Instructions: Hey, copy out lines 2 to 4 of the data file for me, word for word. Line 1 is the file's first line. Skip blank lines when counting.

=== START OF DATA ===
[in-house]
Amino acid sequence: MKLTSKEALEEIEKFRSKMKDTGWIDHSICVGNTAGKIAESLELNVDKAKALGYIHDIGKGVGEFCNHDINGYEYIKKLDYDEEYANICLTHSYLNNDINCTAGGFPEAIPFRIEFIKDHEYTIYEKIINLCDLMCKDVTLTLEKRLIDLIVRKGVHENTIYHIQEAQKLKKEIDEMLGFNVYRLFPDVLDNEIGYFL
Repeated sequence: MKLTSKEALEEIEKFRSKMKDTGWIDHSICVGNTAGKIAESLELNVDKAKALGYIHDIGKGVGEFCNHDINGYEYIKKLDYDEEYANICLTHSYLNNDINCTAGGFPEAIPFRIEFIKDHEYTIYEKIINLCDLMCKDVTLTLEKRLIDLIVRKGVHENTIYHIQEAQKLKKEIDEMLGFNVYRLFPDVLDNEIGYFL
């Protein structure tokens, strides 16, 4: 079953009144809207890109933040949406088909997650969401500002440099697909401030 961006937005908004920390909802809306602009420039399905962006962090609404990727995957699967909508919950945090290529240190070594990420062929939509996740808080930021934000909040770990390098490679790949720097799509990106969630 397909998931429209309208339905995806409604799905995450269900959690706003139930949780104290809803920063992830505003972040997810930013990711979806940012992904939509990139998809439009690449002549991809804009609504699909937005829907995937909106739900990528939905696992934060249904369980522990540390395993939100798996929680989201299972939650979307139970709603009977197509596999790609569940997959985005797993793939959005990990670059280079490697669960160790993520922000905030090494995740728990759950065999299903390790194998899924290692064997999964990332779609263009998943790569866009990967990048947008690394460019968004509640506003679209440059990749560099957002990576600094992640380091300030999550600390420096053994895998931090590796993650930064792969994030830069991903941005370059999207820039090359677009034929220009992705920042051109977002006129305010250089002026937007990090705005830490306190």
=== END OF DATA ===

Amino acid sequence: MKLTSKEALEEIEKFRSKMKDTGWIDHSICVGNTAGKIAESLELNVDKAKALGYIHDIGKGVGEFCNHDINGYEYIKKLDYDEEYANICLTHSYLNNDINCTAGGFPEAIPFRIEFIKDHEYTIYEKIINLCDLMCKDVTLTLEKRLIDLIVRKGVHENTIYHIQEAQKLKKEIDEMLGFNVYRLFPDVLDNEIGYFL
Repeated sequence: MKLTSKEALEEIEKFRSKMKDTGWIDHSICVGNTAGKIAESLELNVDKAKALGYIHDIGKGVGEFCNHDINGYEYIKKLDYDEEYANICLTHSYLNNDINCTAGGFPEAIPFRIEFIKDHEYTIYEKIINLCDLMCKDVTLTLEKRLIDLIVRKGVHENTIYHIQEAQKLKKEIDEMLGFNVYRLFPDVLDNEIGYFL
């Protein structure tokens, strides 16, 4: 079953009144809207890109933040949406088909997650969401500002440099697909401030 961006937005908004920390909802809306602009420039399905962006962090609404990727995957699967909508919950945090290529240190070594990420062929939509996740808080930021934000909040770990390098490679790949720097799509990106969630 397909998931429209309208339905995806409604799905995450269900959690706003139930949780104290809803920063992830505003972040997810930013990711979806940012992904939509990139998809439009690449002549991809804009609504699909937005829907995937909106739900990528939905696992934060249904369980522990540390395993939100798996929680989201299972939650979307139970709603009977197509596999790609569940997959985005797993793939959005990990670059280079490697669960160790993520922000905030090494995740728990759950065999299903390790194998899924290692064997999964990332779609263009998943790569866009990967990048947008690394460019968004509640506003679209440059990749560099957002990576600094992640380091300030999550600390420096053994895998931090590796993650930064792969994030830069991903941005370059999207820039090359677009034929220009992705920042051109977002006129305010250089002026937007990090705005830490306190």